C.S. Lewis was able to craft stories which captured hearts, minds, imaginations, and framed our desire for stories in the theological context of the greatest story. Lewis, who was a voracious reader himself once said, "We read to know we are not alone." For the Narnian books were a doorway into times of old, distant universes, plot lines and people who ignite our heart with drama and intellect.
As Christians we should be readers. To delight yourself in God's word is to submerge yourself in God's word. When David spoke of the Law of the Lord in Psalm 19, he said the content of it is "sweeter than honey." Certainly these emotions don't come from a cursory reading to check off devotions, this descriptive language comes from a man who consumed the word, the context, the wisdom of the book of the Lord.
For Christians our thoughtful and engaged reading of scripture should be a spring board into reading of other kinds. Readings, which as Lewis mentioned, opens our minds and forces us to think. Books which stretch our imagination and apply our theological framework to people and places we have never experienced.
Sometimes it can be a daunting task when it comes to picking from the millions of books available. So some of our staff has decided to recommend and share some of the books that they are reading, and some commentary on what made them good. Hopefully they will help pique your interest or provide a starting point for a new journey of your own.
Bonhoeffer: Pastor, Martyr, Prophet, Spy, Eric Metaxas
Ever since I first picked up a copy of The Cost of Discipleship over 20 years ago, the life of Dietrich Bonhoeffer has inspired me. His life was focused around one goal: full, wholehearted discipleship to Jesus Christ. When the Nazis came to power in his native Germany, his faith would be tested and challenged in profound ways. His discipleship and faithfulness to the Lord propelled him to become involved in the German resistance movement and its attempts to assassinate Hitler, which would ultimately lead to his execution. This biography came out several years ago and provides an engaging and thought-provoking presentation of this extraordinary life.
Crime and Punishment, Fyodor Dostoyevsky
Dostoyevsky is a remarkably perceptive describer of the human condition, and he writes from a deeply Christian framework. Reading him will help you understand yourself and others better. Crime and Punishment tells the story of sin committed and the resultant guilt, justifications, and isolation. But it also points to the freedom of repentance.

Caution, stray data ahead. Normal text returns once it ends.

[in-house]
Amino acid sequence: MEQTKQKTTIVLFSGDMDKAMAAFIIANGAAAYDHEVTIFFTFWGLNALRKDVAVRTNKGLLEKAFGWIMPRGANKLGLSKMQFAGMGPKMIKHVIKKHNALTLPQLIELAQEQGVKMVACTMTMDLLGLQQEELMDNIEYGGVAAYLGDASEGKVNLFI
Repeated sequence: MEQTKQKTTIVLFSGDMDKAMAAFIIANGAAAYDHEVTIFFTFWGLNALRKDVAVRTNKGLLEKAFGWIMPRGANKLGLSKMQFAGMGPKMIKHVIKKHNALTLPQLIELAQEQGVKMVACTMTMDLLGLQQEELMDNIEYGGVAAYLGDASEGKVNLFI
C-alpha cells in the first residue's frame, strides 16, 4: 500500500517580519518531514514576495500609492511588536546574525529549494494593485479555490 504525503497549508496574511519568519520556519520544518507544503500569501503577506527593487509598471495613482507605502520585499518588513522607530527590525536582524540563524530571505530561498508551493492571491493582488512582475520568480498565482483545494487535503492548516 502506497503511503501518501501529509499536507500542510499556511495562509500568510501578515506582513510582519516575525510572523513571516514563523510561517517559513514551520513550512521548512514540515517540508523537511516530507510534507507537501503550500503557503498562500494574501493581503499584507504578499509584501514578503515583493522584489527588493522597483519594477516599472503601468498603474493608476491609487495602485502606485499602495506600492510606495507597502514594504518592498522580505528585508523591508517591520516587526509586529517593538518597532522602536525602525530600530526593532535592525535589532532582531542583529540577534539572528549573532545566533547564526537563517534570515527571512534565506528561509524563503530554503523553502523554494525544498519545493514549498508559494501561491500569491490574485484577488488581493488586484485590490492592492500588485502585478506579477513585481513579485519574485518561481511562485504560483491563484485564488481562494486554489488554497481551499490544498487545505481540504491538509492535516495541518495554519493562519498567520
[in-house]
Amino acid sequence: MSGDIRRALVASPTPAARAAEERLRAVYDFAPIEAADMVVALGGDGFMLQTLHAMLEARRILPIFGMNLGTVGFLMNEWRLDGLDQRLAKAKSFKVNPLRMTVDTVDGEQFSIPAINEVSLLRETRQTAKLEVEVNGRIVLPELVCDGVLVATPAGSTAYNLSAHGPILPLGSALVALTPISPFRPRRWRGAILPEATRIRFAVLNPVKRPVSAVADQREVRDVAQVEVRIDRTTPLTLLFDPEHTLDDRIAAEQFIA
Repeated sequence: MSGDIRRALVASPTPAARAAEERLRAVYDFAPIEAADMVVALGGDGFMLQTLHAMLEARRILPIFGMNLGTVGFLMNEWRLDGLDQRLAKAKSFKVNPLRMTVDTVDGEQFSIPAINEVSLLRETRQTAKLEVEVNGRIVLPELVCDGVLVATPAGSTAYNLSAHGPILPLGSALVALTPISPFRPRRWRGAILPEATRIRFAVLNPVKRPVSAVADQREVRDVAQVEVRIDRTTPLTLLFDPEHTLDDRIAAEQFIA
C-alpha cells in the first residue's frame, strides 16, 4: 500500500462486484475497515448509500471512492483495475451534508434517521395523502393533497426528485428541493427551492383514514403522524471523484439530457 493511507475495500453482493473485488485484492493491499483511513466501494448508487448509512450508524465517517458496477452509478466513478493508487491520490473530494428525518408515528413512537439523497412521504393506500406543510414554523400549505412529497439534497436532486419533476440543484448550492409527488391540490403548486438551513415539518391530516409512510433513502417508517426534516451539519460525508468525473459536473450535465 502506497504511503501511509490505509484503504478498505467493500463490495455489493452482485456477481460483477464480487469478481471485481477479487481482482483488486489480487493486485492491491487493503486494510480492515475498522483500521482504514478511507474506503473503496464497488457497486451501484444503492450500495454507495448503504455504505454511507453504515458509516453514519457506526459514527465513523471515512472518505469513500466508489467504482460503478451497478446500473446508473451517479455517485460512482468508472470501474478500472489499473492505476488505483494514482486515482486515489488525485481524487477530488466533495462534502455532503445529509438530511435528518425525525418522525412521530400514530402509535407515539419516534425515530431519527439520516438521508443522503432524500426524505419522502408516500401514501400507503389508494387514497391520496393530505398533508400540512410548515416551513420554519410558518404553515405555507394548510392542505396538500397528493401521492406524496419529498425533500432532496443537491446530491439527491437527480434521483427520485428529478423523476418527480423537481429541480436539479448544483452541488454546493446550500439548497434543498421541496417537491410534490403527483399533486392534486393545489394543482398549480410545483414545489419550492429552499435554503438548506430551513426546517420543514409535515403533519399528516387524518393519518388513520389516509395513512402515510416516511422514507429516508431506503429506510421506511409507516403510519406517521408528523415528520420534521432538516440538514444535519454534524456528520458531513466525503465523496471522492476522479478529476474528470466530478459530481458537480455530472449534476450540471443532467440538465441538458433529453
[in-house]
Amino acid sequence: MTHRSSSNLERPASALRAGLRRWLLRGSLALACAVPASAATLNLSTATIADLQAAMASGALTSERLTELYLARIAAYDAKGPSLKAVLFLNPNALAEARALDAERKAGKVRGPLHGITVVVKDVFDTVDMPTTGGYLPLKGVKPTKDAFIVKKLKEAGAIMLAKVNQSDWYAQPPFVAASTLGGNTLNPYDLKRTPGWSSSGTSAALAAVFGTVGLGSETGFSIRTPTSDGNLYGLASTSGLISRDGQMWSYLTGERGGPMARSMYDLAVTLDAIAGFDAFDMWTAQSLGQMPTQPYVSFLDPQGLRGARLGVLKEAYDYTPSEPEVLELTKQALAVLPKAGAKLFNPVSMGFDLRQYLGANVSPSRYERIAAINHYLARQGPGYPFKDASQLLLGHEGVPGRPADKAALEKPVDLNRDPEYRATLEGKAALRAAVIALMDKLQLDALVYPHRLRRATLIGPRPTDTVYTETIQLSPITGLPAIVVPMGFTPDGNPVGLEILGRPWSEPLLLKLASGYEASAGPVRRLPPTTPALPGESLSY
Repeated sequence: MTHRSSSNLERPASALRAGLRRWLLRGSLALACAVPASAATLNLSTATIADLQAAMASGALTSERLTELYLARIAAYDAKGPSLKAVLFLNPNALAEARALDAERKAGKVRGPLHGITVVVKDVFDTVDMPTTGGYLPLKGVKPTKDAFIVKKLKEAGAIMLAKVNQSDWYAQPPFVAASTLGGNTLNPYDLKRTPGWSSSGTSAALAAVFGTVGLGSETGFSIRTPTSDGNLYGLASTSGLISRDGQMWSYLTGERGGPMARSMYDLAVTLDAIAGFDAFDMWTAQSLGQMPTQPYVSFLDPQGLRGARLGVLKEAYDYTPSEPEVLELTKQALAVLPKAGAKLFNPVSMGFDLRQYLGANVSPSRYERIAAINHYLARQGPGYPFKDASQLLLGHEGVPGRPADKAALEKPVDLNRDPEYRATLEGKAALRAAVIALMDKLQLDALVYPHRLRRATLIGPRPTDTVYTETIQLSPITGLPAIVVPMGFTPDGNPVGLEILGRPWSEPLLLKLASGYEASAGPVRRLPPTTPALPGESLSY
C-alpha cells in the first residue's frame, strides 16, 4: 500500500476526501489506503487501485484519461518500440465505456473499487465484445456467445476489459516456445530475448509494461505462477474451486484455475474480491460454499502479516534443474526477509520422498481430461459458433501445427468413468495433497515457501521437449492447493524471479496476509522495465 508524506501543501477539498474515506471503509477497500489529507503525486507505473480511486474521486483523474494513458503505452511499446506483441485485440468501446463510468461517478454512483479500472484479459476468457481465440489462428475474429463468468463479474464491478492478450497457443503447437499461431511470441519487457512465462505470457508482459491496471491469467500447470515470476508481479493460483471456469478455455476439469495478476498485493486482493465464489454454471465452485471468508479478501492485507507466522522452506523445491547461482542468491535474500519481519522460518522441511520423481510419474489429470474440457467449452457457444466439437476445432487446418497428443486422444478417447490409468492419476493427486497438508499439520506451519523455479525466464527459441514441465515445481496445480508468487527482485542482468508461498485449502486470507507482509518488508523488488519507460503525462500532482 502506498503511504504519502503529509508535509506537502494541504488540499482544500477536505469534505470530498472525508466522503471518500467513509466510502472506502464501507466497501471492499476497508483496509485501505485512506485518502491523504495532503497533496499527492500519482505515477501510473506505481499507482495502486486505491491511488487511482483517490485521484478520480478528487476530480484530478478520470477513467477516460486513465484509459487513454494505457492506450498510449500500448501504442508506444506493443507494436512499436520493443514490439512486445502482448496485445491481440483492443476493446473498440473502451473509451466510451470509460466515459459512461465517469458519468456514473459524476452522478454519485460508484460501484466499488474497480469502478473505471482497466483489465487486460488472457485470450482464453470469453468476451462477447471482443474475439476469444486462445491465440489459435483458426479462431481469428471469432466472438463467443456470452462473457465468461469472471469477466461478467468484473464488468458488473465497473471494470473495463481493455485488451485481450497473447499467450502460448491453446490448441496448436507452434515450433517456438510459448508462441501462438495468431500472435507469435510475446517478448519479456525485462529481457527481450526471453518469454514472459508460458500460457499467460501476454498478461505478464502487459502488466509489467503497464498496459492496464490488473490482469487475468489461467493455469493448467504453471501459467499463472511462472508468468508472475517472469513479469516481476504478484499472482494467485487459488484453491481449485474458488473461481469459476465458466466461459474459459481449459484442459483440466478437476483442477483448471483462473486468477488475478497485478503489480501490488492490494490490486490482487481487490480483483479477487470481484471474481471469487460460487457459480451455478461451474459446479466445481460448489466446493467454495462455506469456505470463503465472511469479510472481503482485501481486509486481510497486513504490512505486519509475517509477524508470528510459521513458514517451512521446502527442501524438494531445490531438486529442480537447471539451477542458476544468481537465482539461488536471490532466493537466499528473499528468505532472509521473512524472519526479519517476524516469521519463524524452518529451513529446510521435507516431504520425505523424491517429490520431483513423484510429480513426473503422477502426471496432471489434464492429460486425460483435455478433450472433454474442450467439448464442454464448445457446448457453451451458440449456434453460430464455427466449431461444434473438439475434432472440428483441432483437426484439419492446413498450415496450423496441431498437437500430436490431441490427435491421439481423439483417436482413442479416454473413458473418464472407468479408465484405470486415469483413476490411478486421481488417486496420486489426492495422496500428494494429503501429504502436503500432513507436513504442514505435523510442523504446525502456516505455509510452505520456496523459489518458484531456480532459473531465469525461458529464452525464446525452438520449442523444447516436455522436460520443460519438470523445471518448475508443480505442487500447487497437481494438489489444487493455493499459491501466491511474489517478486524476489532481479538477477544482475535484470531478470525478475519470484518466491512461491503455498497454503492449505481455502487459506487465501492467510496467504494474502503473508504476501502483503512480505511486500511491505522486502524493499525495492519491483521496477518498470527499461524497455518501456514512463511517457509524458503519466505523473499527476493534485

Delighting in the Trinity, Michael Reeves
Rarely have I stumbled upon a theological book that has been so interesting, faith-shaping, and, yes, delightful. Too often I have thought about the Trinity as true but a bit dull, but this book paints a very different, yet robustly biblical, picture of the Trinity. The Trinity is at the core of who God is and what he does. And this nature of God is what makes him beautiful, loving, giving, and praise-worthy.
Christ Formed In You, Brian Hedges
Far and away the most enjoyable book I've read in the past nine months. Thinking systematically is natural to me but it's not beneficial if you have a random starting point. Thinking (as opposed to feeling) about God is the one aspect of my faith that has changed in the last ten years. The title of the book Christ Formed In You is what caught my attention but its content and bedrock approach is what held me. CFIY started out rightly for anyone who wants personal change: Restoring God's Broken Image: The Goal. It begins there and ends with my life in community (the Church). A final quote from the author is in this last chapter. "As believers we hunger for both greater Christlikeness (to be less selfish) and for deeper relationships (to feel less isolated). These two desires work in tandem." I highly recommend this book for all Christians
Biblical Theology In the Life of the Church, Michael Lawrence
I have read a lot on Biblical theology in the last year and a half and this book was probably the best when it came to giving an introduction to what Biblical Theology is, and a great practical exposition of why it is important in the life of the church. Lawrence's light writing and realistic edge make this book a great read for a community group leader, elder or deacon looking for new insights in how to apply the Bible to your daily ministry.
Unceasing Worship, Harold Best
I was actually reading another book in which Harold Best wrote a contributing chapter. After reading Best's insight on worship and his Biblical backing for what worship is, I immediately went out and bought Unceasing Worship to get his full thoughts on the matter. This book is worth the price for just the first two chapters alone. In these two chapters Best does his greatest work as he ties worship first and foremost to faith rather than experience (church, music...etc). It is only when you have a faith fueled worship that you can properly continue in "unceasing worship." This book consists of two parts, the first is for all Christians, the second part is for Christian artists (musician, painter, author...etc). I highly recommend this book.
Thoughts for Young Men, J.C. Ryle
I recommended this same book around the same time last year. Next year I will probably recommend it again. I cannot begin to emphasis the weight of the matter Ryle attacks in so few pages in this little book. While the book is titled, Thoughts for Young Men, I hope to read it each year until I am far beyond the time of my youth. Men, please read this book. Young Men, treasure this book.